||This article includes a list of references, but its sources remain unclear because it has insufficient inline citations. (December 2010)|
|Genres||Folk music, Andean Music, Protest music, Latin music, Contemporary classical music, Avant-garde, World music|
|Labels||EMI-Odeon, Picap, Warner Music|
|Associated acts||Violeta Parra, Víctor Jara,
Inti-illimani, Ángel Parra, Isabel Parra, Luis Advis, Sergio Ortega, Pablo Neruda, Patricio Manns, Illapu, Daniel Viglietti, Atahualpa Yupanqui, Paloma San Basilio, Jean-Louis Barrault, Julio Cortázar
Quilapayún (Spanish pronunciation: [kilapaˈʝun]) are an instrumental and vocal folk music group from Chile and among the longest lasting and most influential ambassadors of the Nueva Canción Chilena movement. Formed in Chile during the mid-1960s, the group became inseparable with the revolution that occurred in the popular music of the country under the Popular Unity Government of Salvador Allende. Since its formation and during its forty-year history - both in Chile and during its lengthy period of exile in France - the group has seen modifications to its personnel lineup and the subject and content of its work. Controversy regarding irreconcilable differences with the current and former group directors led to the division into two distinctive - yet equally impressive - Quilapayún ensembles: one in Chile (named: Quilapayún-Histórico) and one in France (named: Quilapayún-France).
Quilapayún originated in 1965 when Julio Numhauser and the brothers Julio and Eduardo Carrasco formed a folk music trio, which they simply called "the three bearded men" (viz. Quila-Payún) in the Mapuche language (viz. Mapudungun – the language of the people native to the region that is now the south of Chile, the Araucanians). Their first public performances were at the Universidad de Chile in Valparaíso, organized by their first musical director, Ángel Parra (son of Violeta Parra).
In 1966 the group won notice for its Andean music as well as the members' black ponchos, which became the group's trademark. During this time they won their first prize, La Guitarra de Oro (The Golden Guitar) in the Primer Festival Nacional del Folkore "Chile Múltiple" (First National Festival of Folklore). They also made their first recording, appearing in one song of Ángel Parra, "El Pueblo" ("The People").
At a 1966 performance in Valparaíso, the group met with Víctor Jara, with whom the group maintained a close and productive artistic association for many years. At the request of the group, Jara became Quilapayún's musical director and worked on the group's discipline and stage performances, and the style and content of the music. Jara presented them to the record label Odeon Records, where they recorded five LPs. Their first album, Quilapayún, was basically an Andean music album, but included songs of Ángel Parra, Víctor Jara and new compositions of Eduardo Carrasco such as "La Paloma" and "El canto del cuculi".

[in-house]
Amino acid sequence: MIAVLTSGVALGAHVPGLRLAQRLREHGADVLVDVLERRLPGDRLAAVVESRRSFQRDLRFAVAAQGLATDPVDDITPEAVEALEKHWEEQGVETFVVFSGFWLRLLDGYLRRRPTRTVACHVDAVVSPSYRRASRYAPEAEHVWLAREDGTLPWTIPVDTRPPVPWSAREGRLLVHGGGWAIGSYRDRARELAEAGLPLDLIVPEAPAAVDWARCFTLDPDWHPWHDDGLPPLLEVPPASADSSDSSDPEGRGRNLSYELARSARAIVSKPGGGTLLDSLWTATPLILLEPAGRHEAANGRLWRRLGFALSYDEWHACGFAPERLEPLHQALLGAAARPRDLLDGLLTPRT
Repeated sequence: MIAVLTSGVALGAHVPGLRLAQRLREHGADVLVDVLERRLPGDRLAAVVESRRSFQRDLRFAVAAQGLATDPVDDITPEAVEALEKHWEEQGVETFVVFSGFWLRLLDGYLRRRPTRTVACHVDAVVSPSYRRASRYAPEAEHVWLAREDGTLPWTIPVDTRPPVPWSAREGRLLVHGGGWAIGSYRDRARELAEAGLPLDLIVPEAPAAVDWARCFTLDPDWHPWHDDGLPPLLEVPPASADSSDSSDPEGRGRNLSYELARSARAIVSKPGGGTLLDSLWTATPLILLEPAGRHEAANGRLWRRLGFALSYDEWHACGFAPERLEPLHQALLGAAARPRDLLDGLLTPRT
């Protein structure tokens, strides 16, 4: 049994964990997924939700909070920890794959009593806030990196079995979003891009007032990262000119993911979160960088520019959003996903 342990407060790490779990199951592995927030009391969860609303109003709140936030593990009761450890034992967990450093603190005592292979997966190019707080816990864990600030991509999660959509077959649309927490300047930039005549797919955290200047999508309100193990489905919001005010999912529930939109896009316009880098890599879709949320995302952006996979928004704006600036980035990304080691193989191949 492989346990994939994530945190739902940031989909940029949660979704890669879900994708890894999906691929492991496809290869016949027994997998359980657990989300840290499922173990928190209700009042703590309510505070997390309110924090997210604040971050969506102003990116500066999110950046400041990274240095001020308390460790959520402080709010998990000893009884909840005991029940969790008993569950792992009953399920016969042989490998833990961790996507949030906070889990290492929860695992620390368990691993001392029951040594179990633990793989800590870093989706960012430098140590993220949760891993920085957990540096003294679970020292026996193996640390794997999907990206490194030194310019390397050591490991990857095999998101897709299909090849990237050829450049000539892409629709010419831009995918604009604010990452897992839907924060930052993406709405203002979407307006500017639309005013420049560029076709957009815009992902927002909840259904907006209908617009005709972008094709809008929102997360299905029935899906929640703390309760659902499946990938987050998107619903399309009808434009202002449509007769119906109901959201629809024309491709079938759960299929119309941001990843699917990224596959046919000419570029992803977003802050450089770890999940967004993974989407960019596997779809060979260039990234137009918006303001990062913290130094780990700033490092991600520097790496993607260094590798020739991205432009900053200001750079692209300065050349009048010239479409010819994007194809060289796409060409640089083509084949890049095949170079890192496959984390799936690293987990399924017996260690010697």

In 1967 Quilapayún recorded an album together with Víctor Jara, Canciones folklóricas de América (Folk Songs of America). During this time Julio Numhauser left the group over disputes over the group's style of music, and was replaced by Guillermo "Willy" Oddó. During 1967 they also toured the USSR, Italy, France and other parts of Europe, and recorded an LP with the Chilean painter and poet Juan Capra.
In 1968, Quilapayún participated in the launch of a new record label of La Jota (Chile's Communist Party Youth Organization). To the surprise of many commercial record labels, their LP X Vietnam, which included songs from the Spanish Revolution, became a nationwide success. This album established the group's thematic and aesthetics, and created great interest and a following among progressive youth. From the success of this album the label DICAP (Discoteca del Cantar Popular) appeared, which became the springboard of the Nueva Canción Chilena (New Chilean Song) movement. DICAP recorded up to 60 musical productions until the military coup of September 11, 1973, which banned and literally destroyed the record label.
During 1968 Julio Carrasco left the group for political differences, and was replaced by Hernan Gomez. At that time they performed at various universities, and made, with Victor Jara, their first two-hour show during two days in Santiago, which was a tremendous success.
In 1969 they recorded the ‘Basta’ LP, which included an eclectic and highly political collection of songs from different parts of the world, establishing the fundamental element of the New Chilean Song: its Internationalism. This album was released with a lengthy statement by the group about the nature of their work and their commitment to the socialist cause. Rodolfo Parada joined the group at this time.